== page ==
|Publication number||US4861190 A|
|Application number||US 07/104,678|
|Publication date||Aug 29, 1989|
|Filing date||Oct 2, 1987|
|Priority date||Oct 2, 1987|
|Publication number||07104678, 104678, US 4861190 A, US 4861190A, US-A-4861190, US4861190 A, US4861190A|
|Inventors||Brian D. Glassel|
|Original Assignee||Glassel Brian D|
|Export Citation||BiBTeX, EndNote, RefMan|
|Patent Citations (10), Referenced by (15), Classifications (6), Legal Events (3)|
|External Links: USPTO, USPTO Assignment, Espacenet|
This invention relates to ride-on road stripers or line markers.
Road stripers are presently available in only two broad categories:
(i) relatively small pedestrian machines, and
(ii) large ride-on machines capable of road striping at relatively high speeds.
Pedestrian machines are generally used for small striping jobs, such as repair striping over short distances or at intersections, and the striping of relatively compact areas such as municipal car parks and the like. The use of large striping machines is confined, because of their size, high-capital cost and speed of operation, to highway and long street striping jobs. In each category of striper, it is usual for more than one operator to be involved in the use of the machine. Pedestrian machines often require man handling in different areas since their maneuverability is not particularly efficient, even though such machines are designed to be controlled by a pedestrian operator. Larger striping machines may require three or more operators and are of course not suited, economically or practically, to the striping of compact areas or to repair striping.
It is the object of the present invention to provide a relatively small ride-on road striper which is far more maneuverable than the existing pedestrian machines or the larger machines referred to above and which may be efficiently operated by a single operator.
The invention therefore provides a ride-on road striper comprising a rear supporting frame carried by a pair of rear wheels, a front supporting frame carried by at least one front wheel, propulsion means for driving at least one of said wheels, pivotal joint means for articulating said front frame to said rear frame, steering means for pivoting said front frame with respect to said rear frame to cause steering of said striper, an operator's seat and steering control means carried by said front frame, at least one pair of striping means mounted at the forward end of said front frame, striping material storage means and associated pump means carried by said rear frame, delivery lines connecting said storage means to said striping means, control means accessible to said operator for actuating said striping means, the construction of said front frame and the positioning of said striping means thereon being such that the operator has a direct line of sight from a seated position on said operator's seat to said striping means whereby said striper may be accurately controlled to perform the striping operation.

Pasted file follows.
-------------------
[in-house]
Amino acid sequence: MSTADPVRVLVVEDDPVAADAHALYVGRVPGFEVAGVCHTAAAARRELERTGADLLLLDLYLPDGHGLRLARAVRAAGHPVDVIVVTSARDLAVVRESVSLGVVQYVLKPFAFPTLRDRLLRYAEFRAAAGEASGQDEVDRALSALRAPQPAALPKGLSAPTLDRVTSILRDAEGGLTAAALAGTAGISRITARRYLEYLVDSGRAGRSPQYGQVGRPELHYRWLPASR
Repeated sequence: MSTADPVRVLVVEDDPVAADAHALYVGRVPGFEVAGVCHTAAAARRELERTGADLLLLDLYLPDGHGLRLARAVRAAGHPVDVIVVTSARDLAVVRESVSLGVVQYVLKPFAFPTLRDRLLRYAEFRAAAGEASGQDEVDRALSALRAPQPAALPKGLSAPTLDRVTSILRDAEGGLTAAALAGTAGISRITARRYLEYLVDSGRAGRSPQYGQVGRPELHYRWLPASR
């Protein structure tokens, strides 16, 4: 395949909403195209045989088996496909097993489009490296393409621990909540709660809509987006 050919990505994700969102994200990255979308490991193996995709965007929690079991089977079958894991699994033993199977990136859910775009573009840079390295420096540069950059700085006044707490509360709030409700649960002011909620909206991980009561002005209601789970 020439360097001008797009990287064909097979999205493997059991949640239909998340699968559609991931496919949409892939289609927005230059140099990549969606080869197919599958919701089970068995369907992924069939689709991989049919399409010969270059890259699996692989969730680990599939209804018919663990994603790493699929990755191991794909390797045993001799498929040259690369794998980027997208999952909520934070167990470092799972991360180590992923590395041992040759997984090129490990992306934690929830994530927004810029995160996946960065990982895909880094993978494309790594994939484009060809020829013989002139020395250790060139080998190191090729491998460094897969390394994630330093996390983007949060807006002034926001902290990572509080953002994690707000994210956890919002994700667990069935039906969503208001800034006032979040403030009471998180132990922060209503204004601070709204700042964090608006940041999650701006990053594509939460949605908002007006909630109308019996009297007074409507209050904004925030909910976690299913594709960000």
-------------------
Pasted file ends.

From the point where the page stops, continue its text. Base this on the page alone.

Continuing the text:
In one preferred form of the invention, the propulsion means also drives hydraulic pump means for in turn driving said pump means, said storage means and associated pump means being carried by a frame secured to said rear supporting frame and being constructed, at least in part, from hollow members, said hollow members being constructed to operate as a hydraulic fluid storage reservoir for the pump means.